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Radio frequency identification chips are generating their own buzz as the packaging industry approaches this week's Food Marketing Institute convention. RFID chips, which are being considered for product packaging, can store and transmit a wealth of data, such as who bought the product, where and for how much-even long after products leave the store.

RFID CHIPS won't be practical for most consumer products until they cost a penny apiece or less. But the technology already is provoking howls of protest from privacy advocates.

So far, technical barriers are falling faster than political ones. Gillette Co. already has ordered a big batch of RFID chips for as little as 5ยข apiece, the lowest-cost order to date. The marketer of Mach3 razors and Duracell batteries began testing RFID on individual products at a Tesco store in the U.K. late last year.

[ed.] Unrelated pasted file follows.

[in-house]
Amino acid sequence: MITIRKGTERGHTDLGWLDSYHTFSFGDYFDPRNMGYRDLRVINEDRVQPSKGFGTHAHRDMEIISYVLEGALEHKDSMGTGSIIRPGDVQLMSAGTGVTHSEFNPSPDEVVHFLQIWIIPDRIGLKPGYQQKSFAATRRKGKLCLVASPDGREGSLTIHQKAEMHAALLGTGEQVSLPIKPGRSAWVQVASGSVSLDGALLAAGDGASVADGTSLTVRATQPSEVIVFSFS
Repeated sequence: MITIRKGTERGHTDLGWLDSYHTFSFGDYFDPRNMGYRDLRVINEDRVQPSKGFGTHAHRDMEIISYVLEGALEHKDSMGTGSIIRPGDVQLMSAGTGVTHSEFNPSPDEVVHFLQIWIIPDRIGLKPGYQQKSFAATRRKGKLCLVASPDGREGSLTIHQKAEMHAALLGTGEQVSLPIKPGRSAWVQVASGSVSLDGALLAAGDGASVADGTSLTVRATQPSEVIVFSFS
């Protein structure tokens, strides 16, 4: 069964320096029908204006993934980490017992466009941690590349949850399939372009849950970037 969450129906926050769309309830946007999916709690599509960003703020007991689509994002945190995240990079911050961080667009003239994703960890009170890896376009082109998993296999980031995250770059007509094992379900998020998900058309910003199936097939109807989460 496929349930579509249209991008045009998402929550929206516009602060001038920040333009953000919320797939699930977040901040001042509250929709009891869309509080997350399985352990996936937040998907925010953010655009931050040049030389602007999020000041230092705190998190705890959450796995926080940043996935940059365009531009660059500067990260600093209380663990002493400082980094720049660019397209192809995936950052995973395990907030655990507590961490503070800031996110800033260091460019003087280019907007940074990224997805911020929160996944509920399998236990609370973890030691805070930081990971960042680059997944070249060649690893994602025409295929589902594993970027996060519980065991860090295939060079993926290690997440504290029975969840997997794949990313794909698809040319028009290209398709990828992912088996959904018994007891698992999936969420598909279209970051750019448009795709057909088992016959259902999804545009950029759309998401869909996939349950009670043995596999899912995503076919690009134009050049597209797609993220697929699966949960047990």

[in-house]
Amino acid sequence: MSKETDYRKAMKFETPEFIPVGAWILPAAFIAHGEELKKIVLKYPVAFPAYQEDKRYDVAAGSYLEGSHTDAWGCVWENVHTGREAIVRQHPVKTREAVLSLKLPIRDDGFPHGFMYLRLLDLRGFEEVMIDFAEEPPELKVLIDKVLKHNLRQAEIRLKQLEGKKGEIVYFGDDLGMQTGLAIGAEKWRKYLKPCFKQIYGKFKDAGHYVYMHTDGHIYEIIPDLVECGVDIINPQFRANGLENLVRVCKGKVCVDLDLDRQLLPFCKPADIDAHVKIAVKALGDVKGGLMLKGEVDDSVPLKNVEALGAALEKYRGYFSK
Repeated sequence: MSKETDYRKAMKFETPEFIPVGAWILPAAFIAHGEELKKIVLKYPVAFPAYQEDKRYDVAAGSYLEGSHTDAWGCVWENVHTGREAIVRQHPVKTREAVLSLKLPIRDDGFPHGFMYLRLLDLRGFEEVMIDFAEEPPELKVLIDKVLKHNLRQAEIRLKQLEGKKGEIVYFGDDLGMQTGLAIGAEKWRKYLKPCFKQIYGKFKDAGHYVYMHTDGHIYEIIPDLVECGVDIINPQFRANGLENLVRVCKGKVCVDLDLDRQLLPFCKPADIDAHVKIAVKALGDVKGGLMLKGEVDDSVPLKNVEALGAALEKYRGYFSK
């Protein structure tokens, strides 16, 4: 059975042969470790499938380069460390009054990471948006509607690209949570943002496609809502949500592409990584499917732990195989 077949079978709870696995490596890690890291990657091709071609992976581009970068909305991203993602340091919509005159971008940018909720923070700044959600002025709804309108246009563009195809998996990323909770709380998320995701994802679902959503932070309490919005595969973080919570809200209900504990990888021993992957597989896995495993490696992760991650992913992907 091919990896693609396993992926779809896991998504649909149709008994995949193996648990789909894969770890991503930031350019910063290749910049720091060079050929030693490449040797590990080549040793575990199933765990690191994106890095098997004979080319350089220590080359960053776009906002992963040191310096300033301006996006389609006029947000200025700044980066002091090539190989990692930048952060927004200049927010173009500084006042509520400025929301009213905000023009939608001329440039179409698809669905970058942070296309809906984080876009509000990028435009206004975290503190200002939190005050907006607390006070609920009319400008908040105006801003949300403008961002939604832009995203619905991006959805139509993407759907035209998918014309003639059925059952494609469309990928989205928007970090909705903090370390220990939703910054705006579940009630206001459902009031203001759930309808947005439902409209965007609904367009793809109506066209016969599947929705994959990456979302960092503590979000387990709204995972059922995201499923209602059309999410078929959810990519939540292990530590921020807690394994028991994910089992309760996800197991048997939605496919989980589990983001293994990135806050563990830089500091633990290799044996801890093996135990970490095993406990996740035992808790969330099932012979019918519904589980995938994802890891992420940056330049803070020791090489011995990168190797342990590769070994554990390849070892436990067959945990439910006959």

The test covers only warehouse and store supply-chain issues, aiming to reduce product out-of-stocks and theft, a Gillette spokesman says. "I think all parties involved are very conscious about issues surrounding privacy," he notes.

Procter & Gamble Co. and Unilever, involved in their own tests using RFID chips, also are currently testing only supply-chain applications, not marketing programs, spokesmen say.

Banc of America Securities analyst Bill Steele believes public paranoia about RFID data will make marketers cautious. But the insight the data can provide into how people buy and use products may prove irresistible, he says.

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